Re: [GPSL] When will the winds change?
- Note that these are long-term averages for doing seasonal planning. For a specific mission and date, you will need to look at shorter-term predictions to see if current conditions are near the average or much different.73 de Mark N9XTNOn Thu, Mar 21, 2013 at 11:27 AM, Rick von Glahn <rick@...> wrote:
Actually the long easterly tracks for winter flights are a result of high
altitude winds above 50K feet. In the spring and fall these winds do a 180
and change direction. Exactly when this happens is a function mostly of your
latitude (distance from the equator). If you look at:
You will see some graphs for various latitudes in the northern hemisphere.
The full data for "Mean Zonal Winds" is linked at the bottom of the page so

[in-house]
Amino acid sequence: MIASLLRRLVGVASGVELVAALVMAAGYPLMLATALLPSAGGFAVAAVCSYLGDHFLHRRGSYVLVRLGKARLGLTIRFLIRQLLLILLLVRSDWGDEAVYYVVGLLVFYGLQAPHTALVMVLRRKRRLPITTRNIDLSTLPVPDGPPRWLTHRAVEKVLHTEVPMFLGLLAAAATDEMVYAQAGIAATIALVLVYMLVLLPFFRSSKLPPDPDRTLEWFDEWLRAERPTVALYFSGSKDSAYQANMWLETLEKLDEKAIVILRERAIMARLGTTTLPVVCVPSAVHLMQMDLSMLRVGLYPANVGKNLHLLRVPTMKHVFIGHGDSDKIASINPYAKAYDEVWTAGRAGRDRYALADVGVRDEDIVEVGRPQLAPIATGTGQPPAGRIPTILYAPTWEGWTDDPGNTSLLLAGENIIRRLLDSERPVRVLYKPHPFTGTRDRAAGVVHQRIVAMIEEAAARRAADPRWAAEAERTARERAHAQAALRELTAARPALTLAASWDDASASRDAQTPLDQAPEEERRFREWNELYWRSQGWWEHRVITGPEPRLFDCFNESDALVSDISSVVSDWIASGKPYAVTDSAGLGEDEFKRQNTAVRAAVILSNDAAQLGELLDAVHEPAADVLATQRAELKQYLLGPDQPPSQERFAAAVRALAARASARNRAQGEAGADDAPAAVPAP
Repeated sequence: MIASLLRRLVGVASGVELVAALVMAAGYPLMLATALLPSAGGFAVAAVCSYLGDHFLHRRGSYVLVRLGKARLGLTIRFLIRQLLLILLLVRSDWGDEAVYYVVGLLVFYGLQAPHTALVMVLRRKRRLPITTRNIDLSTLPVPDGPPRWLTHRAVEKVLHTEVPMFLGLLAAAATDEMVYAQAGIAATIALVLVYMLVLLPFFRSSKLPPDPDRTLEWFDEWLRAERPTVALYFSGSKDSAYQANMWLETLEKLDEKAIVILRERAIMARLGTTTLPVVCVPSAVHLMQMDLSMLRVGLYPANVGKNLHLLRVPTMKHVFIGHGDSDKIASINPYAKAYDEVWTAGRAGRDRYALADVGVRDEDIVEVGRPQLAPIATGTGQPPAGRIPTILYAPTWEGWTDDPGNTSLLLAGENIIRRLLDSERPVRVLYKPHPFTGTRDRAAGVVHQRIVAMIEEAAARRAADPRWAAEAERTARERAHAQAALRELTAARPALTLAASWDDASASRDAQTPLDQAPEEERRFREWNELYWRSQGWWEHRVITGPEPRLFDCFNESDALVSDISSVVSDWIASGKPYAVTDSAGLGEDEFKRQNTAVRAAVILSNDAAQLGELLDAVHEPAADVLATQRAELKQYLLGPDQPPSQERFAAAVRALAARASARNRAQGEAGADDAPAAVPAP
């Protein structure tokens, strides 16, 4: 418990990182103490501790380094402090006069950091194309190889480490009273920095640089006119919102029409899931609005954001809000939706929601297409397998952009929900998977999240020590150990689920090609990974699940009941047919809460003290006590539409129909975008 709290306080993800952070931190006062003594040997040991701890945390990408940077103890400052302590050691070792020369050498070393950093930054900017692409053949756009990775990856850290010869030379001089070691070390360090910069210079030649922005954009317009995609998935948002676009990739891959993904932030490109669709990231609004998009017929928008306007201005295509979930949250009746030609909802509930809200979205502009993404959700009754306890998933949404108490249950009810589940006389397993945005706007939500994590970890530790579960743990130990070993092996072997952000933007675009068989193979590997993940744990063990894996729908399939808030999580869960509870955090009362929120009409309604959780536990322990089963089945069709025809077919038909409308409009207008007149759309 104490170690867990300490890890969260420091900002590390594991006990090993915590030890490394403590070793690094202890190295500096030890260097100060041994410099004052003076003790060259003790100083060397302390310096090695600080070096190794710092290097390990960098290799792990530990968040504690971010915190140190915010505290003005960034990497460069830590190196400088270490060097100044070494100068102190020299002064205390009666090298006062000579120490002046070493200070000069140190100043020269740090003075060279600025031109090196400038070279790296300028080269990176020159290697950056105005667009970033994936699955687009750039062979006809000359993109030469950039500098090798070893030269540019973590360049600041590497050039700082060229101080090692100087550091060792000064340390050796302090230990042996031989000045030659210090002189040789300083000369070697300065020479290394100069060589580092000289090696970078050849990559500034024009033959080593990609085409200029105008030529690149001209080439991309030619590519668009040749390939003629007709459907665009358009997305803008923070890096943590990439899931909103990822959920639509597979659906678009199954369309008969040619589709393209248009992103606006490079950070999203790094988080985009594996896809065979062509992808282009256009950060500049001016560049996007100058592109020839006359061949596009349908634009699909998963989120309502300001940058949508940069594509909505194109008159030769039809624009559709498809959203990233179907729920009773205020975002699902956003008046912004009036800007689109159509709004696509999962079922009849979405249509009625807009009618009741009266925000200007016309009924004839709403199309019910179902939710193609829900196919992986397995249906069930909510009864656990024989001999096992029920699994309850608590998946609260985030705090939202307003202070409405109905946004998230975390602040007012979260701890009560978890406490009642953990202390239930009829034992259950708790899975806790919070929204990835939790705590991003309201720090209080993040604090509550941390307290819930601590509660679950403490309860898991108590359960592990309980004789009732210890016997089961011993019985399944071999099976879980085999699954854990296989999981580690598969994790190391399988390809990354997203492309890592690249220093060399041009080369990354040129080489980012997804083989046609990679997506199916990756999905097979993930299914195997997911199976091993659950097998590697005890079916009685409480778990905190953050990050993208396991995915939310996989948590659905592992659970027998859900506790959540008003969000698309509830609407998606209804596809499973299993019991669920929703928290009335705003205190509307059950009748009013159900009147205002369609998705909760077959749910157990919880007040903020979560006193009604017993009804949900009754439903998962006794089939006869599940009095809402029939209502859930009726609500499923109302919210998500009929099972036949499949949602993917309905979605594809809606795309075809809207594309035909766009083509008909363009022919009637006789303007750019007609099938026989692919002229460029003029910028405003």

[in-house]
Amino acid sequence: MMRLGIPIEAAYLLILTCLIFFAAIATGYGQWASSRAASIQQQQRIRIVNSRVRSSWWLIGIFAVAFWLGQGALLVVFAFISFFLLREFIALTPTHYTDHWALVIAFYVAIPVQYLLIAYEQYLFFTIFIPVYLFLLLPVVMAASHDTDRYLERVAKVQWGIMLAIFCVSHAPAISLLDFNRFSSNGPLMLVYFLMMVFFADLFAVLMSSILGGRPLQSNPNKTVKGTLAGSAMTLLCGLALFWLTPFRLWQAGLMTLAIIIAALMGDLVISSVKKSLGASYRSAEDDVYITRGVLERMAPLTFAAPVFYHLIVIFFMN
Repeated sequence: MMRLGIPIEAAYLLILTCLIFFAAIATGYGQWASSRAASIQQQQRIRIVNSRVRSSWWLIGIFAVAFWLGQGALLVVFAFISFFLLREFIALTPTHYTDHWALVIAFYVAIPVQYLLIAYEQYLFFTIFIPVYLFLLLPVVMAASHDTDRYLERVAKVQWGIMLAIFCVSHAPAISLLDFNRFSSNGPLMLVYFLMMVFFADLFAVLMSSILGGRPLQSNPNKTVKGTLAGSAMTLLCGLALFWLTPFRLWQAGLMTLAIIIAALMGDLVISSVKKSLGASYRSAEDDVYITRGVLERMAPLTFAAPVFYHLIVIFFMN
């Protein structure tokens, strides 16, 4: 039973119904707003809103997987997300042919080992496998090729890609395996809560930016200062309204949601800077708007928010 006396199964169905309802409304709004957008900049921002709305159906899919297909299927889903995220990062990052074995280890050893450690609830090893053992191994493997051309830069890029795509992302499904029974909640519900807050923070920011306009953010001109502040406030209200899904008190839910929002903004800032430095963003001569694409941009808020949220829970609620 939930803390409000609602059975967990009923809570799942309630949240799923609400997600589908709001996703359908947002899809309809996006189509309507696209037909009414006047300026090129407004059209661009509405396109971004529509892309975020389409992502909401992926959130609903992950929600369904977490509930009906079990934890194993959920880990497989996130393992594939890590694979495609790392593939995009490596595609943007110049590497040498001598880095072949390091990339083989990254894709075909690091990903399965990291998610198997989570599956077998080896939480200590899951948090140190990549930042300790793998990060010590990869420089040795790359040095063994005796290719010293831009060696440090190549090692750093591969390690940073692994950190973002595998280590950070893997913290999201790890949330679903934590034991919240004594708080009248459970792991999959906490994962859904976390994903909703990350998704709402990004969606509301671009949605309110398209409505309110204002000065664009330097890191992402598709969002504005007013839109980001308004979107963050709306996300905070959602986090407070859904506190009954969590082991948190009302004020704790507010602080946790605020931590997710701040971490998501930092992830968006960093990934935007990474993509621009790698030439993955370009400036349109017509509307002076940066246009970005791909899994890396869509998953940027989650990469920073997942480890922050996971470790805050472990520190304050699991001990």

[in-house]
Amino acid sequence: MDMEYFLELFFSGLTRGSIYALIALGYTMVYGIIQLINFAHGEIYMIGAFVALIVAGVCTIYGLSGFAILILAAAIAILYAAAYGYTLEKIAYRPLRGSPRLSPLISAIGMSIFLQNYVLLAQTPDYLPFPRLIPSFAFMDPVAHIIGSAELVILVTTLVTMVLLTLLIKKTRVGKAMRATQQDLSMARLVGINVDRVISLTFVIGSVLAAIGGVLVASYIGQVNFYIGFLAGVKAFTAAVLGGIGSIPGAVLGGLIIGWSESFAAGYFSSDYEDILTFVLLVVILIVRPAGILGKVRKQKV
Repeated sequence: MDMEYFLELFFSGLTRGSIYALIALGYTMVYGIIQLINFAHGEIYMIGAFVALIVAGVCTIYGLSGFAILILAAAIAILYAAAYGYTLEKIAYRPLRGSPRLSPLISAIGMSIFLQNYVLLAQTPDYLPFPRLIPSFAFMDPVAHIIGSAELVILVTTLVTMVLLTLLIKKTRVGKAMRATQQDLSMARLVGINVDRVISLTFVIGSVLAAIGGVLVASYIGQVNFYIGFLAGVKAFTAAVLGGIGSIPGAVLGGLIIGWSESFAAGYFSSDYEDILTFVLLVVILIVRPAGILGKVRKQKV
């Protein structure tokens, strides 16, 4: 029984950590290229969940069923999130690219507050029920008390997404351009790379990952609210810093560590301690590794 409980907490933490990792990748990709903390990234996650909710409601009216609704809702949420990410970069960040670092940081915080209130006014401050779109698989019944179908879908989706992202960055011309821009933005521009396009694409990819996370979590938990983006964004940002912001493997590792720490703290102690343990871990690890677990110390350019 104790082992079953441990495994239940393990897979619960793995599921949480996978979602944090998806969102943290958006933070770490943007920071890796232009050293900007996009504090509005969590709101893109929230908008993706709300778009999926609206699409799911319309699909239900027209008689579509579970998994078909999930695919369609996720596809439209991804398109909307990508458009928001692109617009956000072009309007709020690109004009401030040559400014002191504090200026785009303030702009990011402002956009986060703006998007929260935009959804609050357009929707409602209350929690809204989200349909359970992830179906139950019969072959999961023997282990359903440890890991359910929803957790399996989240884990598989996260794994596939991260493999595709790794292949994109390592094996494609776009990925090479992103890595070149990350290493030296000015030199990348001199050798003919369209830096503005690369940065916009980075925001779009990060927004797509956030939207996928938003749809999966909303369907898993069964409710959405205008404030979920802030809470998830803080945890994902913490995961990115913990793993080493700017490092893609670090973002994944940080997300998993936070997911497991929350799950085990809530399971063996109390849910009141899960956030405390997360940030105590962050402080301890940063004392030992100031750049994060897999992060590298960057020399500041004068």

you can generate this info for yourself at any latitude.
73 - Rick, N0KKZ
> -----Original Message-----
> From: GPSL@yahoogroups.com [mailto:GPSL@yahoogroups.com] On Behalf Of
> Sent: Wednesday, March 20, 2013 5:58 PM
> To: GPSL@yahoogroups.com
> Subject: [GPSL] When will the winds change?
> Hey weather-guys...
> In the winter, the jetstreams all collaborate in sending our balloons on
> treks eastward. During the summer, each altitude does their own thing and
> flights can end up close to where they started. Has anybody kept track of
> and when this transition occurs? March? April? (can you tell I'm
anxious?). Is it
> a fast transition, or does it occur over several weeks?
> Chuck / KG5CA
> t was one of those March days when the sun shines hot and the wind blows
> cold: when it is summer in the light, and winter in the shade.
> Charles Dickens
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